He’s arguably one of the biggest rappers in the world. But sometimes that just isn’t enough.
I continually remind myself that I ought to have listened to Drake’s most recent album. Actually, I’ve forgotten already. After a month, the reviews have circulated and the topic has been thoroughly discussed in popular culture. Usually, I would have been streaming it the day of because I love listening to music, even from artists I don’t necessarily like. Why hadn’t I browsed the 14-song tracklist as my other artistic friends had?
I then realized that Drake makes me feel icky. I’m over him. I’m tired of his crap. Yes, I enjoy some of his music, but I find him annoying. I find it slightly irritating. Yet why?
The term “ick” refers to the feeling of being immediately turned off when someone does anything that disgusts, bothers, or agitates you. They might use a baby voice or blot their nose with the back of their hand, for example.
But sometimes it’s difficult to pin down exactly what it is about someone that conjures up that strong, unpleasant stench of displeasure that makes you want to avoid them at all cost.
While many will disagree, I wanted to learn the truth because I believe that many more people will.
When I was researching Jorja Smith for a future essay, that’s when I first recall having feelings toward Drake. I accidentally came into a connection between the two. She was 19 and he was 30 years old. Fans believed that the couple’s relationship was hinted at by the lyrics of Drake’s song “Jaded” from his 2018 album Scorpion: We coulda waited, I wasn’t rushin’ differences in ages/ You’re old enough, but you’re still a baby. Oh, sure.
I’m not saying that people of legal age shouldn’t be able to date if both parties agree, but that wording is… dubious. Right? Speaking of talking with teenagers, Drake also came under fire a few years ago after pop diva Billie Eilish and Millie Bobby Brown of Stranger Things both admitted in interviews that Drake contacted them when they were both under the age of 18. Again, there is nothing wrong with a generational mentoring relationship, but why?
Additionally, Drake has an alpha-bro mindset that shows up in his “beef” with other rappers. The entire situation is, at its best, tiresome and shallow with no genuine depth. His most recent collaboration with Kanye personifies a yawn, and I’m still not convinced that it wasn’t all staged.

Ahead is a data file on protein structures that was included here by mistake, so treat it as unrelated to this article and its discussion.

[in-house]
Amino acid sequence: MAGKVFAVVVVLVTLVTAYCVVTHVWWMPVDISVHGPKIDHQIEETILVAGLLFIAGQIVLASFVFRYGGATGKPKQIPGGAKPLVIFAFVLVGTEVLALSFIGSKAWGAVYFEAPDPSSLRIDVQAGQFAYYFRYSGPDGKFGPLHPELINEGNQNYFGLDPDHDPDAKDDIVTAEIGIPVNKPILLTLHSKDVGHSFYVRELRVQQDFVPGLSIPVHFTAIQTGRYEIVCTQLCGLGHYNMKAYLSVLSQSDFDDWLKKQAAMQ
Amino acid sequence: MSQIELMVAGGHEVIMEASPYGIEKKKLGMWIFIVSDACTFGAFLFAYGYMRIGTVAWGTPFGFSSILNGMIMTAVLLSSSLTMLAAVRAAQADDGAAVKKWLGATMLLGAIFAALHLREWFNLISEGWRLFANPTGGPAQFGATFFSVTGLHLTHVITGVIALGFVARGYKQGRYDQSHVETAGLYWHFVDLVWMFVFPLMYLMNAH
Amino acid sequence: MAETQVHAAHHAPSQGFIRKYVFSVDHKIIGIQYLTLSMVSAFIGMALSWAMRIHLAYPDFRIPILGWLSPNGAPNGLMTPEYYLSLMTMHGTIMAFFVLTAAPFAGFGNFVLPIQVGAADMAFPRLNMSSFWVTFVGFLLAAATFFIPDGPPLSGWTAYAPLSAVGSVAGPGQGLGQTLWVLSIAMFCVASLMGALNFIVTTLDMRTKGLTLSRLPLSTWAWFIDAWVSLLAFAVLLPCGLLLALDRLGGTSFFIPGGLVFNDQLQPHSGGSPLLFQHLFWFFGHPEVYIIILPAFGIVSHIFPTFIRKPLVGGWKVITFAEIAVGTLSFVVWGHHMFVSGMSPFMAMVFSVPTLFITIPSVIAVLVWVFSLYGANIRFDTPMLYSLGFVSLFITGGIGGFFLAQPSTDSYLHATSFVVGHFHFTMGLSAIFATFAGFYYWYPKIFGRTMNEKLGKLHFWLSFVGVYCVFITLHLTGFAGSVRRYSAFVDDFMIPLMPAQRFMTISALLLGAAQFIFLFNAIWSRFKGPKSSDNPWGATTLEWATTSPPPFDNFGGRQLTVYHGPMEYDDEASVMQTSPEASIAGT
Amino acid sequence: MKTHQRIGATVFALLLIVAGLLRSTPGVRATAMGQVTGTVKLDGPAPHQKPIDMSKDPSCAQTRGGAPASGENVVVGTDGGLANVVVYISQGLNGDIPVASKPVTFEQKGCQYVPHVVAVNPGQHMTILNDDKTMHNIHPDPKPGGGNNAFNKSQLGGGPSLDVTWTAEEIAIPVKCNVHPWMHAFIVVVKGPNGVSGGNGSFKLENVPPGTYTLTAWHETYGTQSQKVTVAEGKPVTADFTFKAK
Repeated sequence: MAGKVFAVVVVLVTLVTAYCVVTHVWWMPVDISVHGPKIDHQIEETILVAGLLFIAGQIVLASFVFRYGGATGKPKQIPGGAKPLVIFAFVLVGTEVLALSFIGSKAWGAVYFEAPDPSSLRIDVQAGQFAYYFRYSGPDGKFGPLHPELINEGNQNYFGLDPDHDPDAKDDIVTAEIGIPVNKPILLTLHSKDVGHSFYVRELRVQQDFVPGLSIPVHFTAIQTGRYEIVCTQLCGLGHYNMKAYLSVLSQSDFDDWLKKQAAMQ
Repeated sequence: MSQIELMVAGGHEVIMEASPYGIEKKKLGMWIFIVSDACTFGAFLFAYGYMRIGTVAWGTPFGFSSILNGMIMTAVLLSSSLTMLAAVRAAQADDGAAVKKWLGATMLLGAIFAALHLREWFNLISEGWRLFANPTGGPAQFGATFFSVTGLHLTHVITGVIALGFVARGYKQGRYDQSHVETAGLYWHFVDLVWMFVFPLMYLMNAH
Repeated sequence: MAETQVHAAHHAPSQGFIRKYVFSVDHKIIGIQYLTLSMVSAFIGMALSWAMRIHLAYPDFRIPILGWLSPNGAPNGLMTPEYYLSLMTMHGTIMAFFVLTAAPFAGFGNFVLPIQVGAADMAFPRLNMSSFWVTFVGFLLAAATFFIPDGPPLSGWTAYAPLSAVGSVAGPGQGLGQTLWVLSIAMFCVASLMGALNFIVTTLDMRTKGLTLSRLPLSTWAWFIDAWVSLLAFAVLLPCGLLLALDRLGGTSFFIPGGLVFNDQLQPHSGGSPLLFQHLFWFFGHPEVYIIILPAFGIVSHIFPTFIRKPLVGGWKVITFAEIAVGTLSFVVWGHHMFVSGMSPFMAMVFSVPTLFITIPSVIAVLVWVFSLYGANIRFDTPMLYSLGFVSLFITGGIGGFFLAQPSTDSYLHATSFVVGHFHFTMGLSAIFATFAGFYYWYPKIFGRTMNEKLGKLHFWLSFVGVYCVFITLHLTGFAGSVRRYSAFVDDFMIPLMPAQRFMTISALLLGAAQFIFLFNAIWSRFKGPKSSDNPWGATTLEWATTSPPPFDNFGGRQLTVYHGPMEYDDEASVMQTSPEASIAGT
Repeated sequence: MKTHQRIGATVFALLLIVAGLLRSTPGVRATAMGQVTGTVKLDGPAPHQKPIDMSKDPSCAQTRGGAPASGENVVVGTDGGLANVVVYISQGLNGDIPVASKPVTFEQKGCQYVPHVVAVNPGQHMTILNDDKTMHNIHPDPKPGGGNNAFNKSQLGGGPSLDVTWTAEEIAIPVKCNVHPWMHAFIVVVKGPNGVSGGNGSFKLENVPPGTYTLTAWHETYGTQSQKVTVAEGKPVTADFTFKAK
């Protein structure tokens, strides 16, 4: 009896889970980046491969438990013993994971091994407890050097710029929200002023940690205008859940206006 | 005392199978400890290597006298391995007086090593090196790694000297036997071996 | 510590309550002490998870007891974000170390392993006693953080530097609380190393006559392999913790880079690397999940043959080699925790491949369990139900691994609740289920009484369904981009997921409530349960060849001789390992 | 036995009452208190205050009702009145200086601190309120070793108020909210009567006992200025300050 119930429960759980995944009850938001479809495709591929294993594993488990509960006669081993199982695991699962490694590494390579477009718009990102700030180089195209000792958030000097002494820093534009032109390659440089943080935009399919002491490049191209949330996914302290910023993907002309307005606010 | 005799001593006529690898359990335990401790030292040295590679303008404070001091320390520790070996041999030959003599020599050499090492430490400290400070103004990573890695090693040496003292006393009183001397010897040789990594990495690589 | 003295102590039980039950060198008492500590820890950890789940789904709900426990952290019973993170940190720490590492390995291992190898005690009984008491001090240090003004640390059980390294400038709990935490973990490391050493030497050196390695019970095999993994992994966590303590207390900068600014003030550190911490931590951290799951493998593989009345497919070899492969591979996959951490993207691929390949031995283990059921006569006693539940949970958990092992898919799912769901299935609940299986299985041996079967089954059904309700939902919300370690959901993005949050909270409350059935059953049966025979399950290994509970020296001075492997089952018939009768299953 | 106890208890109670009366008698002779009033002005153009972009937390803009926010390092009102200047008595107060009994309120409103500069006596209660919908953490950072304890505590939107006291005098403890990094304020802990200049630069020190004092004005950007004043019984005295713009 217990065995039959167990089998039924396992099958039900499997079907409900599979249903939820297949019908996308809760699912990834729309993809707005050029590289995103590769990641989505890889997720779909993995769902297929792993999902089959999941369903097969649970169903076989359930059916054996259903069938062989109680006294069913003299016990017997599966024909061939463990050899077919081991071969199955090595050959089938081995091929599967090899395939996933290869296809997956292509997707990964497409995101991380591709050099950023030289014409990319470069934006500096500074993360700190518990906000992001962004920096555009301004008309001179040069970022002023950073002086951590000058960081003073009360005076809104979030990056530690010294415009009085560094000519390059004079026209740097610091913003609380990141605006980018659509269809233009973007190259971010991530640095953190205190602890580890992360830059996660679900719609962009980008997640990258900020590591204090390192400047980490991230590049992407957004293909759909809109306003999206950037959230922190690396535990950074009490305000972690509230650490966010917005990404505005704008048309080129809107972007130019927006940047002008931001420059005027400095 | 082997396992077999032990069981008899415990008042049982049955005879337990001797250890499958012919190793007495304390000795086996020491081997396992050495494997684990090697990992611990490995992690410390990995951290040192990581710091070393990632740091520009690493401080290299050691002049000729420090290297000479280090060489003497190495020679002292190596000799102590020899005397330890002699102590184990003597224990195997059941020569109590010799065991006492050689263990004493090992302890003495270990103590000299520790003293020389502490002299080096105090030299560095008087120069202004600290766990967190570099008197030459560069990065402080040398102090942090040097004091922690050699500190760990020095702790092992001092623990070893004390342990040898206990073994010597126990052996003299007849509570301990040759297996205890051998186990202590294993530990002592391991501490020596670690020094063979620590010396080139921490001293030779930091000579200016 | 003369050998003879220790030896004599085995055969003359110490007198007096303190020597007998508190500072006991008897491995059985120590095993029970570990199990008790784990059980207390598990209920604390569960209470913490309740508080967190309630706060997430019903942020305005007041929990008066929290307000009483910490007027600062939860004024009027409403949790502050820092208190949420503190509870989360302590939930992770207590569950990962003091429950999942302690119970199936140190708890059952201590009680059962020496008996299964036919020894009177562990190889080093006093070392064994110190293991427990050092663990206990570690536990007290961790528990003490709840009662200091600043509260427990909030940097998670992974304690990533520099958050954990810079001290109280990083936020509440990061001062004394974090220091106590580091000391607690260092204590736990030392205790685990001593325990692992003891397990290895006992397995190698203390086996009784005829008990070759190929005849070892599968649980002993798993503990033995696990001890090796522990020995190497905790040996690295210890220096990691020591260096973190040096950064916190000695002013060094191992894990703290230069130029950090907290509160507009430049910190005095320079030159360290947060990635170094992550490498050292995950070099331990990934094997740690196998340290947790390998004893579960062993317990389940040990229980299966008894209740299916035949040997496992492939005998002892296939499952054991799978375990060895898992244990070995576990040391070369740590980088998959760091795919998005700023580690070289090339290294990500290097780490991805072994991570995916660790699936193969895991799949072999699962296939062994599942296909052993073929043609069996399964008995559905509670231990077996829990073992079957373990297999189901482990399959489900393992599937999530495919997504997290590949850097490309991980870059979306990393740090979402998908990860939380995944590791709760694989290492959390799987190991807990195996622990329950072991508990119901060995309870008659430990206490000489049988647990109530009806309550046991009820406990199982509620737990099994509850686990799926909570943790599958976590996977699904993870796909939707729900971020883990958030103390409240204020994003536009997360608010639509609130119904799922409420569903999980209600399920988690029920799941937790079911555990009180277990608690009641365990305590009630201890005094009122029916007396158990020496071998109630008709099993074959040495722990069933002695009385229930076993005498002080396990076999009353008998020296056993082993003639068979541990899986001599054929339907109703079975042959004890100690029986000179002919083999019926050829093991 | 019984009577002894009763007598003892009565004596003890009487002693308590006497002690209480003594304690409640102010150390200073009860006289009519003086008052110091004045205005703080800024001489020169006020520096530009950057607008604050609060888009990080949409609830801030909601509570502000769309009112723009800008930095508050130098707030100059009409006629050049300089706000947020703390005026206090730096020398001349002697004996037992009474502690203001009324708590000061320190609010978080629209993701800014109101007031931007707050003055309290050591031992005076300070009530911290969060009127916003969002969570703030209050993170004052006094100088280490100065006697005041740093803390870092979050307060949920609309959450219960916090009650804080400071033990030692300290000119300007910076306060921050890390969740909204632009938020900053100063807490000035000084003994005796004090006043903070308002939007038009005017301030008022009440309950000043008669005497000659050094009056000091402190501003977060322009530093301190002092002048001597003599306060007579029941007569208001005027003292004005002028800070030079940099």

It appeared to be a feeble and tame effort at a Biggie/Tupac “beef” because they were both dating Amber Rose, both competing for the top place in the “rap game,” and had an on-and-off love/hate relationship that only ended when J Prince forced them to apologize to one another. It resembled a playground fight where more egos were hurt than anything else.
Then there was the dispute with Meek Mills over charges of ghostwriting, Tyga’s relationship with Kylie Jenner, and a fight with Pusha T after which the rapper revealed Drake’s secret son.
When I saw the 2014 video of him and Wiz Khalifa snorting marijuana on stage (which sparked the question, “Does Drake Even Know How To Smoke Weed?” -) I was shocked. Then, in 2019—a little too late, I’d say—his weed company More Life Growth was launched. It doesn’t appear that he does, by the way.
Next, there was the unfortunate Variety interview in which his father made an effort to defend R. Kelly. R. Kelly, indeed.
“I hate that it’s happening to him. There’s a reason why women come out after the fact. He has my support 100 percent,” Drake Senior said in the cursed interview.
“She’s someone I’ve been in love with since I was 22 years old. She’s one of my best friends in the world. All of my adult life I’ve looked up to her even though she’s younger than me. She’s a living breathing legend in our industry,” Drake chimed, presenting her award.
“Waiting through that speech was probably the most uncomfortable part. I don’t like too many compliments; I don’t like to be put on blast,” Rihanna said in a 2018 Vogue interview where they describe her as “wincing” when they mention Drake’s name.
“We don’t have a friendship now, but we’re not enemies either. It is what it is.”
Drake unfollowed Rihanna on Instagram a short while thereafter. Think about making Rihanna feel icky.
The moment Drake was heckled on stage at Tyler The Creator’s Camp Flog Gnaw Music Festival, this ick became firmly embedded in culture and was visible to all. To be fair, and in my opinion, the only reason he received the shouts was because Drake was supposed to be the surprise headlining act and Frank Ocean was instead, but I suppose a boo is still a boo.
“Sorry Drake: You’re Not Cool Anymore,” read the reactive title from NME a week later.
“Once the vulnerable man who taught us about love and heartache, he’s now a moping mess. I understand everyone goes through heartache, but I don’t want to hear Drake cry over the same Susan for the next 10 years,” wrote Kyann-Sian Williams. Harsh, but it looked like Williams had the ick too.
The Washington Post wrote, “Drake Was Booed at a Music Festival Because He’s Drake.”
“Authenticity, an unofficial tenet of hip-hop since its early days, has always been a question when it comes to Drake,” Bethonie Butler said.
Now, if you’re looking for a more in-depth and balanced review of why Drake became a “clowned rapper” – as the celebrated platform HipHopMadness put it – look no further than their Youtube video “Why doesn’t hip hop respect Drake?”
“Undeniably, Drake is one of hip-hop’s biggest game-changers ever and has a good chance of becoming a bestselling hip-hop artist of all time,” narrator, Pro, says.
“But despite his big status, the shift in the masses from celebrating Drake to hating on Drake was quick and intense.”